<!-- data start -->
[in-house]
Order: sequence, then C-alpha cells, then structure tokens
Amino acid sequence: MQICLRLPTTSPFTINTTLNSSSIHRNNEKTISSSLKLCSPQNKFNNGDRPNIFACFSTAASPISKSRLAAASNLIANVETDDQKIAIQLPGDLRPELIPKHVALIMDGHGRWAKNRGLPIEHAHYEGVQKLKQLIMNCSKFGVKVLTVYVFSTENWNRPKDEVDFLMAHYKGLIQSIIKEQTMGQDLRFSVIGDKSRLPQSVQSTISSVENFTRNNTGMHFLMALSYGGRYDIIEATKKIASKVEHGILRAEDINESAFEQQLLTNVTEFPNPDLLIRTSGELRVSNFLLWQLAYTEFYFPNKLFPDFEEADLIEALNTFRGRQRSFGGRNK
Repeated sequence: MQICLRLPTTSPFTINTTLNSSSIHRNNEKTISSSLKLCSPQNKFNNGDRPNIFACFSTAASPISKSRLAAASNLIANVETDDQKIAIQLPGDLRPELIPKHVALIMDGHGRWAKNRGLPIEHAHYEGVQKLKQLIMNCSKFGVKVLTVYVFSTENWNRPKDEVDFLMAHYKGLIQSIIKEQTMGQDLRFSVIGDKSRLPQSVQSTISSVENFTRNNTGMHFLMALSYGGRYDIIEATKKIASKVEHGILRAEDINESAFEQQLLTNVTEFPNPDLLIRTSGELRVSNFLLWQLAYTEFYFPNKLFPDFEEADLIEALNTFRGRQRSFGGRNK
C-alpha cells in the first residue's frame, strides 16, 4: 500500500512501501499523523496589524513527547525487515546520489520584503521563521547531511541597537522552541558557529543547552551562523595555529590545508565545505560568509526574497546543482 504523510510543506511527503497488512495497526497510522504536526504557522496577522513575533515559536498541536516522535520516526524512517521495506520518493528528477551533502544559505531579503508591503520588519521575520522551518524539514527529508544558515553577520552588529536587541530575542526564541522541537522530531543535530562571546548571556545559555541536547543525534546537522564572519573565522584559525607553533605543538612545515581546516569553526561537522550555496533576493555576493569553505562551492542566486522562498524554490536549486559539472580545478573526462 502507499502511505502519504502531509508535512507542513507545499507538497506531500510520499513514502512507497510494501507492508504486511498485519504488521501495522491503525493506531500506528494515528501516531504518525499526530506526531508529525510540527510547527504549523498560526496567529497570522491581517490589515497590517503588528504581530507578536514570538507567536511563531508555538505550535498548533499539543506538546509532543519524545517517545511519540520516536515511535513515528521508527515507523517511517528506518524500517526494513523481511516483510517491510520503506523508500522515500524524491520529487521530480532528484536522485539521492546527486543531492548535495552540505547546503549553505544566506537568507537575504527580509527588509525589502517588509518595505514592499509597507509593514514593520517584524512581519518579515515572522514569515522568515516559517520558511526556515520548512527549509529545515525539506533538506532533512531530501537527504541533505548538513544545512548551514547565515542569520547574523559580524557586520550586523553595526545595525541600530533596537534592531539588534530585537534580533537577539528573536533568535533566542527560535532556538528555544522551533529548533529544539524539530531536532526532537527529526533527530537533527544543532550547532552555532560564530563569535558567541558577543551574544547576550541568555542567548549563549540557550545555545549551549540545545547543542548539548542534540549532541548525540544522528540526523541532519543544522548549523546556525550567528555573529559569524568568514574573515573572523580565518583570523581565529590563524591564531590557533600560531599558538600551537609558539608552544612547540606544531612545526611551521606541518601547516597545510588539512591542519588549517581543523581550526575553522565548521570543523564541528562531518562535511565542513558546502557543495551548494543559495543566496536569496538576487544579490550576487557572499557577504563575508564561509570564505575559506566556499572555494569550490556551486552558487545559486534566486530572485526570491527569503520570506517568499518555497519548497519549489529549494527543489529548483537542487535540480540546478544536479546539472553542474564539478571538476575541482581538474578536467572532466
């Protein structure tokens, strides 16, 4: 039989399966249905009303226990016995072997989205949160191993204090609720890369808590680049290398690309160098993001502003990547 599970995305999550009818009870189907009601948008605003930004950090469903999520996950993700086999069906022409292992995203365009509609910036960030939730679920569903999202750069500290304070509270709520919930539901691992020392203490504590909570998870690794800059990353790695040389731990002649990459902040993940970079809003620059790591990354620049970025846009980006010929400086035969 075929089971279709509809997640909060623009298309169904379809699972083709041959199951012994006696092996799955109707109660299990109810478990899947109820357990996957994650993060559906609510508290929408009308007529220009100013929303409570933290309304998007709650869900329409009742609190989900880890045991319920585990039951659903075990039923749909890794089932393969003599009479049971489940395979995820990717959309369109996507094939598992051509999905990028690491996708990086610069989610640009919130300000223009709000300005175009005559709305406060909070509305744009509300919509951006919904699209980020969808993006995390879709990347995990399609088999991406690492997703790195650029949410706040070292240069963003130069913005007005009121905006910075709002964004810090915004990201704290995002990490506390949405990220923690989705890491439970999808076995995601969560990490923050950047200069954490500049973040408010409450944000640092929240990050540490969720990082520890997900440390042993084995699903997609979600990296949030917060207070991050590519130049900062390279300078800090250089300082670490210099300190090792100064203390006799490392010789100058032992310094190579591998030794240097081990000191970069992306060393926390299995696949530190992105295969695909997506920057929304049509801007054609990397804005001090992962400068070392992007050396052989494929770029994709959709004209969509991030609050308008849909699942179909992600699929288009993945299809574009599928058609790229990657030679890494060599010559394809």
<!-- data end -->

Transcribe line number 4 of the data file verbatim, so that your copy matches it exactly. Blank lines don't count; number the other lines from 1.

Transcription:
Repeated sequence: MQICLRLPTTSPFTINTTLNSSSIHRNNEKTISSSLKLCSPQNKFNNGDRPNIFACFSTAASPISKSRLAAASNLIANVETDDQKIAIQLPGDLRPELIPKHVALIMDGHGRWAKNRGLPIEHAHYEGVQKLKQLIMNCSKFGVKVLTVYVFSTENWNRPKDEVDFLMAHYKGLIQSIIKEQTMGQDLRFSVIGDKSRLPQSVQSTISSVENFTRNNTGMHFLMALSYGGRYDIIEATKKIASKVEHGILRAEDINESAFEQQLLTNVTEFPNPDLLIRTSGELRVSNFLLWQLAYTEFYFPNKLFPDFEEADLIEALNTFRGRQRSFGGRNK